The thought of Jackson Pollock will probably conjure up images of the artist dynamically moving around a canvas on the floor, pouring and flicking paint onto it. This is how the art world has come to know the famous Abstract Expressionist, but there was a deeper side to him. Read more as this article discusses one of his later artworks, titled The Deep (1953).
Table of Contents
- 1 Artist Abstract: Who Was Jackson Pollock?
- 2 The Deep (1953) by Jackson Pollock in Context
- 3 Formal Analysis: A Brief Compositional Overview
- 4 Jackson Into the Deep
- 5 Frequently Asked Questions
Artist Abstract: Who Was Jackson Pollock?
Paul Jackson Pollock was one of the most well-known Abstract Expressionists of the 20th century. He was an American artist, born in the city of Cody in Wyoming, the United States, and lived to age 44; his date of birth was January 28, 1912, and his date of death was August 11, 1956. His artistic style involved figurative and abstract artworks and he became famous for his action paintings, also called “drip paintings”. His personal life was challenging due to his alcoholism. He was married to Lee Krasner and reportedly the couple never had children. Artworks by Jackson Pollock include Mural (1943), Full Fathom Five (1947), and The Tea Cup (1946).
Exhibition with Jackson Pollock’s paintings at Moderna Museet (1963); Lindgren, Herbert (1919–1987), Stockholms stadsmuseum, CC BY 4.0, via Wikimedia Commons
The Deep (1953) by Jackson Pollock in Context
The Deep painting analysis below will discuss Jackson Pollock’s artistic approach and what the possible symbolic meaning of this work could be. It will then take a closer look at the subject matter and provide a formal analysis according to how the art elements compose the piece.
|Medium||Enamel on canvas|
|Dimensions (cm)||150.2 x 220.4|
|Where Is It Housed?||Centre Georges Pompidou, Paris, France|
|What It Is Worth||Donated to the Centre Georges Pompidou in 1976 by the Menil Foundation|
Contextual Analysis: A Brief Socio-Historical Overview
In 1953 Jackson Pollock painted The Deep, which is categorized from the later stages of his artistic oeuvre. This is a shift away from what he became known for, which were his life-size drip paintings filled with poured and splattered paint. When The Deep was painted Pollock already started moving towards a different approach in his artworks, notably creating more black and white paintings, which also tended more towards figuration.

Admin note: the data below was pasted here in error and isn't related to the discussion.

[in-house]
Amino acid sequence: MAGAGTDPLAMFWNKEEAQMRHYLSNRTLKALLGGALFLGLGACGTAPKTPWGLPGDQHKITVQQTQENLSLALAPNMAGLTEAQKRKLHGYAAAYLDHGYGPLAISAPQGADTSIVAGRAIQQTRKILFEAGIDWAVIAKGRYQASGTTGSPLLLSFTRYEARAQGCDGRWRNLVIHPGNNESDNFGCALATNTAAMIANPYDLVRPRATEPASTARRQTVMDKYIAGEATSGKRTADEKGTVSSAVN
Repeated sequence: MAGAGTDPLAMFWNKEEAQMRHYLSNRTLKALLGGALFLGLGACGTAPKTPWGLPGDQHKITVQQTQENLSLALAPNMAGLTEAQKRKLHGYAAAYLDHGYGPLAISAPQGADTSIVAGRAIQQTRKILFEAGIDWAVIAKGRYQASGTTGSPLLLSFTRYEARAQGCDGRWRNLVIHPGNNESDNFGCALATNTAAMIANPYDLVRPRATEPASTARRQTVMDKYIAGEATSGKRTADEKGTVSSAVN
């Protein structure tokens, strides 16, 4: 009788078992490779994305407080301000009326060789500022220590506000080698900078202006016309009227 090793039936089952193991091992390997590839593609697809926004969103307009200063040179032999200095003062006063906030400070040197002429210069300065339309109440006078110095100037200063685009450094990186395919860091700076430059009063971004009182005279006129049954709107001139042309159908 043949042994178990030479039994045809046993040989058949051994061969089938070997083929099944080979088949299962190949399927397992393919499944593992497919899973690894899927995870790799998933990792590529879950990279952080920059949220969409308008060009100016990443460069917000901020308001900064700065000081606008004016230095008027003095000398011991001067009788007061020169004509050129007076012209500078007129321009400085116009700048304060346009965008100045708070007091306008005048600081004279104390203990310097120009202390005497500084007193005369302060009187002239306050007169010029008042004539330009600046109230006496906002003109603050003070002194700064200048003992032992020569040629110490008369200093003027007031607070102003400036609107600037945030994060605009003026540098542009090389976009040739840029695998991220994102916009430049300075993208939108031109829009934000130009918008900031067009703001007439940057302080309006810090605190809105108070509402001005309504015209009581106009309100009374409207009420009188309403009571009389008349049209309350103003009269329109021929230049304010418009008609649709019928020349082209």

For example, Number 14 (1951), indicates the artist’s characteristic fluidity of lines created from pouring his paint, but it also depicts traces of figures.
Formal Analysis: A Brief Compositional Overview
The Deep painting is one of Jackson Pollock’s later artworks and one that depicts a wholly different approach to what he was famous for, namely his dynamic action “drip” paintings. Although there are hints of these techniques in this painting, the composition appears as if from another world, another level from what we associate Pollock’s work with.
Subject Matter: Visual Description
Jackson Pollock’s The Deep painting is a vertically oriented composition depicting a vertical and undefined sliver or strip of black centrally placed in the lower portion of the composition to slightly off-center to the right of the upper portion. The rest of the composition is dominantly white with parts of yellow. The white reaches into the black in the middle in the form of broken lines or lines crossing over the black.
The composition appears as if the black is an empty sliver of space that can represent almost anything.
The Deep by Jackson Pollock has a limited color palette, which consists of black, and white, with sparse parts of yellow and red, which create a subtle contrast against the neutral black and white. There is also gray in the central area to the right of the black, revealed underneath the white brushstrokes.
Texture in The Deep painting is created by the brushstrokes and the paint, which is thickly applied in some areas and thin in other areas. For example, in the central area over the black is a line of poured paint, which contrasts with Pollock’s gestural and seemingly higgledy-piggledy white brushstrokes composing the space around the black section.